The bill endeavours to broadly define the key terms “disability” and “barrier.”

The bill establishes several important new officials and agencies to achieve its goal. This includes a new Accessibility Commissioner to enforce the bill in part, a new federal Canadian Accessibility Standards Development Organization (CASDO) to create model accessibility standards that the Federal Government can choose to enact as enforceable federal regulations, a new Chief Accessibility Officer to advise and report on progress and needed improvements, and a minister to be responsible for certain key functions under the bill.

The bill allows for the development of non-binding accessibility standards, which can guide federally or provincially regulated organizations. It allows for the enactment of these standards, either “as is” or with modifications. When enacted, these would become enforceable regulations, that are binding on organizations that the Federal Government can regulate.

The bill aims to provide effective enforcement and for the public accountability of obligated organizations for accessibility efforts, including a formal complaint process. It also provides for legislative and Independent Reviews of the bill’s effectiveness over a period of years.

The bill includes a regime for federally-related organizations to create multi-year accessibility plans and to update these over a period of years.

c) Areas Where the Bill Needs Improvement

The bill’s deficiencies, needing correction by amendments, include the following:
The bill’s “purpose clause” is too weak. It falls well short of the goal proclaimed in the bill’s title. The purpose clause only seeks the “progressive realization,” of a barrier-free Canada. It does not set a much-needed specific deadline for reaching full accessibility, something the Accessibility for Ontarians with Disabilities Act commendably has. This means that under this bill, people with disabilities could face the prospect of disability accessibility barriers for the indefinite future.

The bill’s well-intended definitions of “disability” and “barrier” are too narrow.

The bill gives the Federal Government and various accessibility agencies a set of helpful powers to promote accessibility. However, it does not impose any duty on them to use those powers, or any mandatory time lines for the major implementation steps that the Government must take to get this bill effectively implemented. For example, the bill commendably empowers the Government to create accessibility standards or regulations. However, it wrongly does not require the Government to ever make any accessibility regulations. Moreover, it wrongly splinters power to make enforceable accessibility regulations over more than one governmental body. This threatens to create a patchwork of confusing and potentially inconsistent if not contradictory accessibility regulations.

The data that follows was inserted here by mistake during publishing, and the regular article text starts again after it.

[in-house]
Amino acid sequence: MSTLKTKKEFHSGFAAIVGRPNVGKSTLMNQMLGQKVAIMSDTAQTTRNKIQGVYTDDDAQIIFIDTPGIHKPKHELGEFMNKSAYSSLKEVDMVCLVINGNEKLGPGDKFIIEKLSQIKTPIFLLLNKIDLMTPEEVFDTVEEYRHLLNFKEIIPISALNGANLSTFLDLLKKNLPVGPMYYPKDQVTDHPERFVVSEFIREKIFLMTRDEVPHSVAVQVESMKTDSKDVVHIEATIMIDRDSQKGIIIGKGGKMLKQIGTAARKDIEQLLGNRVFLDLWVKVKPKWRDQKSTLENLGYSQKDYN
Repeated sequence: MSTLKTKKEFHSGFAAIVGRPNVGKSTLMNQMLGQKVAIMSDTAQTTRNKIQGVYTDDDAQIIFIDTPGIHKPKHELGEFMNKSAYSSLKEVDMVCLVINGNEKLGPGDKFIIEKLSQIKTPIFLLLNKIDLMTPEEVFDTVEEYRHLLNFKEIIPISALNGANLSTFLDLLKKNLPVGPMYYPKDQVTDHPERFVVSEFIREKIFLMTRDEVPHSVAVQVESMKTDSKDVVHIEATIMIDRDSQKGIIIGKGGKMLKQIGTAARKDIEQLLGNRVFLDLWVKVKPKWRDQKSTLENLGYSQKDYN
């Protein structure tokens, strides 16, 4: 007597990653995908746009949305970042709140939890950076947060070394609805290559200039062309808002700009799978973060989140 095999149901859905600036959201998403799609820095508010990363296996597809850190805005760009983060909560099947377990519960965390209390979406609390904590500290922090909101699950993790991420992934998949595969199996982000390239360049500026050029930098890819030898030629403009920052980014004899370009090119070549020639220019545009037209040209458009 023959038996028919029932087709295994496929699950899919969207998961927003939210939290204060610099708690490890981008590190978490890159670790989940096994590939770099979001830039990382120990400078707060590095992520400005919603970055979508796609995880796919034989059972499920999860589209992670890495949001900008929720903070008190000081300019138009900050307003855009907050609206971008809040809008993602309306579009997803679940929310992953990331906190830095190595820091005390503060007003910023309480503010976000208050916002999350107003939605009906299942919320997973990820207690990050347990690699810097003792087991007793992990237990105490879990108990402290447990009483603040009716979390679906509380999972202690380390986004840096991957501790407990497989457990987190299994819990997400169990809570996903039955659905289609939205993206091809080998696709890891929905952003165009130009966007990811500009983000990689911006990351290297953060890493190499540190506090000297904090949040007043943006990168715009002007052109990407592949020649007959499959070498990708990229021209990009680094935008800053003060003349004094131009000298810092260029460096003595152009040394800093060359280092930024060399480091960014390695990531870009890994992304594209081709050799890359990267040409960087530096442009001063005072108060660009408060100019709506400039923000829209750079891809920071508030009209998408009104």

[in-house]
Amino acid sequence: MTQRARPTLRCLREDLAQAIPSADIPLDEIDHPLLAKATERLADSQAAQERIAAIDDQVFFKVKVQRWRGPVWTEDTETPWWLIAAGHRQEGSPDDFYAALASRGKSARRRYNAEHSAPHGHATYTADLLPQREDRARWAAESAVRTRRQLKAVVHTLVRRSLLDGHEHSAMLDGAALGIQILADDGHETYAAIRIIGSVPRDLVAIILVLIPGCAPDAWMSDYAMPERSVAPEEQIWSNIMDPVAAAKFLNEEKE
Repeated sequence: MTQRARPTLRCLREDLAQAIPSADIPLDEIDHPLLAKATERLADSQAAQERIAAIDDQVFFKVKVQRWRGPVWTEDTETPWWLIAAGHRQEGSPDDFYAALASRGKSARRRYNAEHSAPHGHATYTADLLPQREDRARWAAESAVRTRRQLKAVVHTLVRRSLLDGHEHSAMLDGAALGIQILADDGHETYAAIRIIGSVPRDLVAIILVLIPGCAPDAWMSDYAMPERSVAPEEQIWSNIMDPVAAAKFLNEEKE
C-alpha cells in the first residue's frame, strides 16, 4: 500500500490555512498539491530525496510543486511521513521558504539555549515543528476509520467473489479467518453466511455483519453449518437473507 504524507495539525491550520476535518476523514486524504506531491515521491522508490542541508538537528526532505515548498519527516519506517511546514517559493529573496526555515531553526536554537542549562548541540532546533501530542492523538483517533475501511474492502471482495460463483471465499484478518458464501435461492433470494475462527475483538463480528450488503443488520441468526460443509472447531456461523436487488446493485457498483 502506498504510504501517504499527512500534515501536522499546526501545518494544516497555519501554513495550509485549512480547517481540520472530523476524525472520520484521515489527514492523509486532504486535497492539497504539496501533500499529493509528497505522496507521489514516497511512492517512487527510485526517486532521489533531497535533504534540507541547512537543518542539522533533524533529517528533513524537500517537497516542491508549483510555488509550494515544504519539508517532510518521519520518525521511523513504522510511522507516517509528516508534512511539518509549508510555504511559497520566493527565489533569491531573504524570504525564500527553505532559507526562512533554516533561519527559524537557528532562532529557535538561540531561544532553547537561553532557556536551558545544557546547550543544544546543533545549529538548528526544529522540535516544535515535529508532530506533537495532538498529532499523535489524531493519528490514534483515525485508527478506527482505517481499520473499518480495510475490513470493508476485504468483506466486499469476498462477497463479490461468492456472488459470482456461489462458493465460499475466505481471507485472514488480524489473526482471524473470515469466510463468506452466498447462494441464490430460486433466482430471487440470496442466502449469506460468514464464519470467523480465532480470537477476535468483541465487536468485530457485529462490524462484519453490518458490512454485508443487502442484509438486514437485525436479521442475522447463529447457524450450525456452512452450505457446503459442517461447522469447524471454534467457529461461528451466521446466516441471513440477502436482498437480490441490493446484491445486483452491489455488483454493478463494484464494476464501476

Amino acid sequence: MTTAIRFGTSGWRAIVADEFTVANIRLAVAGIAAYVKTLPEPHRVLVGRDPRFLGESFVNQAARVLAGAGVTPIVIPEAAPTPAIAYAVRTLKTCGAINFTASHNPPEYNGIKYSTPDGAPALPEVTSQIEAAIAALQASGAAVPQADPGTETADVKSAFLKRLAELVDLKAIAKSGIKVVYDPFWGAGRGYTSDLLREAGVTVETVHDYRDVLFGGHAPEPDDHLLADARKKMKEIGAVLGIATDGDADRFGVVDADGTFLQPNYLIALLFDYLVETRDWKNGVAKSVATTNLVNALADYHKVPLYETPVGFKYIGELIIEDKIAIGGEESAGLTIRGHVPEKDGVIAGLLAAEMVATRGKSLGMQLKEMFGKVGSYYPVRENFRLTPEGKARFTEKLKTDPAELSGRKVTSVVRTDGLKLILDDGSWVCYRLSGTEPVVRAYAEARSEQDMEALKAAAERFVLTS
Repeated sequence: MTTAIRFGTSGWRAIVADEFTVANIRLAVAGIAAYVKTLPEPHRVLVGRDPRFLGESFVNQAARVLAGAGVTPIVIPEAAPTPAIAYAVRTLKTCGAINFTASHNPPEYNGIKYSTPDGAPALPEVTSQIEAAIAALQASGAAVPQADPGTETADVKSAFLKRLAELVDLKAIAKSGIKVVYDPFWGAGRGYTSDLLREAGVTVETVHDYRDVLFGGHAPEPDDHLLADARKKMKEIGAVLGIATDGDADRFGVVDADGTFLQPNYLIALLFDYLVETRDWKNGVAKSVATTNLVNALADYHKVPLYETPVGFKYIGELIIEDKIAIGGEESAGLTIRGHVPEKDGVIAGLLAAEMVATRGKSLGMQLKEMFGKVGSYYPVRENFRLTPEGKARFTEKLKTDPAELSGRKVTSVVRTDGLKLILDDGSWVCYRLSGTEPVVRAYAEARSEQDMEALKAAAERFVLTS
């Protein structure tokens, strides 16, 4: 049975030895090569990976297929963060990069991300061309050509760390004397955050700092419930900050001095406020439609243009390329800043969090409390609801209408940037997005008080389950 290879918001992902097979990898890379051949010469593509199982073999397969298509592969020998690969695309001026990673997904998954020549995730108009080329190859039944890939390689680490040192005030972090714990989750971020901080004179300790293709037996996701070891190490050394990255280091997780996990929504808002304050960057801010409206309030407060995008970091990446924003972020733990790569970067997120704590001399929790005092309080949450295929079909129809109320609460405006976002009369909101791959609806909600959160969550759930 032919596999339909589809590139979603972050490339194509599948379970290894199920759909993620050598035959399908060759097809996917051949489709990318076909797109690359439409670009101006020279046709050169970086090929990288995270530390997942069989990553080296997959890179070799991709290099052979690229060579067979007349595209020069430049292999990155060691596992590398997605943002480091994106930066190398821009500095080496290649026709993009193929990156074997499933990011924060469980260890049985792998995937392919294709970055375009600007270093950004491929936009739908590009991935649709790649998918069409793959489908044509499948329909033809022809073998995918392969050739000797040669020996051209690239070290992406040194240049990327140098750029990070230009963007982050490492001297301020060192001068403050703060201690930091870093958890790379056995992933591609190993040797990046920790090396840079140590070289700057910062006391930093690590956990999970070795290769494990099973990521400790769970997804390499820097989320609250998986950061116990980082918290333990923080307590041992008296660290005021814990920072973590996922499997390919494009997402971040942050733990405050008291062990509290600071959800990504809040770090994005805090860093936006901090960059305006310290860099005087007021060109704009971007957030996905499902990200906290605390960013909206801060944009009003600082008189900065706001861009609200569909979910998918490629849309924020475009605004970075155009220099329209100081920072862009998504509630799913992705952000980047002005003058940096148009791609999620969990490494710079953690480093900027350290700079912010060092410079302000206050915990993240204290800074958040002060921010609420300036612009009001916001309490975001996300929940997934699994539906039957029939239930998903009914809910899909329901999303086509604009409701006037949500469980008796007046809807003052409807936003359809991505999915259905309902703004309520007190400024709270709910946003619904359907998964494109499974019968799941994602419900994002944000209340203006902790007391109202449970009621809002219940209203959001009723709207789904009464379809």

The bill wrongly splinters the important power to enact binding and enforceable accessibility standard regulations among three federal bodies, the Federal Cabinet, the Canada Transportation Agency (CTA) and the Canada Radio, Television and Telecommunications Commission (CRTC) All power to enact accessibility standard regulations should be assigned to the Federal Cabinet.

The bill wrongly splinters enforcement and implementation in a confusing way over a number of different public enforcement agencies, rather than providing people with disabilities with the simple, easy-to-navigate, one-stop enforcement process that they need. This wasteful duplication will slow and weaken the bill’s effective implementation, and risks inconsistent and unpredictable enforcement. It unfairly makes it harder for people with disabilities to get effective enforcement of the bill. They risk being unfairly shuffled back and forth from one federal enforcement agency to another.

For example, the bill wrongly leaves enforcement for broadcasting and telecommunications to the CRTC and for transportation to the CTA. It does so despite the CRTC’s and CTA’s inadequate track records on enforcing accessibility over many years.

Each of the Accessibility Commissioner, the CRTC and the CTA will have to get regulations enacted to cover very similar topics. This duplication again risks inconsistencies, even further delays, and the real possibility that some sectors of the economy will have these regulations ready for them before other sectors. It unfairly burdens the disability community to lobby each of these different public oversight agencies on the same issues in these duplicative regulations.

The bill unjustifiably gives various public bodies sweeping, unnecessary, unjustified and unaccountable powers to exempt any or all obligated organizations from a number of important of their accessibility obligations under the bill.

The bill helpfully requires obligated organizations to establish accessibility plans, but does not require them to be good plans. It does not require an obligated organization to implement its accessibility plan. It does not provide people with disabilities with an avenue to lodge complaints against an organization if it has a deficient plan, or no plan at all. It also requires some obligated organizations, namely transportation organizations, telecommunications organizations and broadcasts, to make two sets of plans at the same time, and gives different federal oversight agencies mandates over each of these plans. This confusing and convoluted approach will weaken the bill’s implementation, by unnecessarily making it more complex and confusing.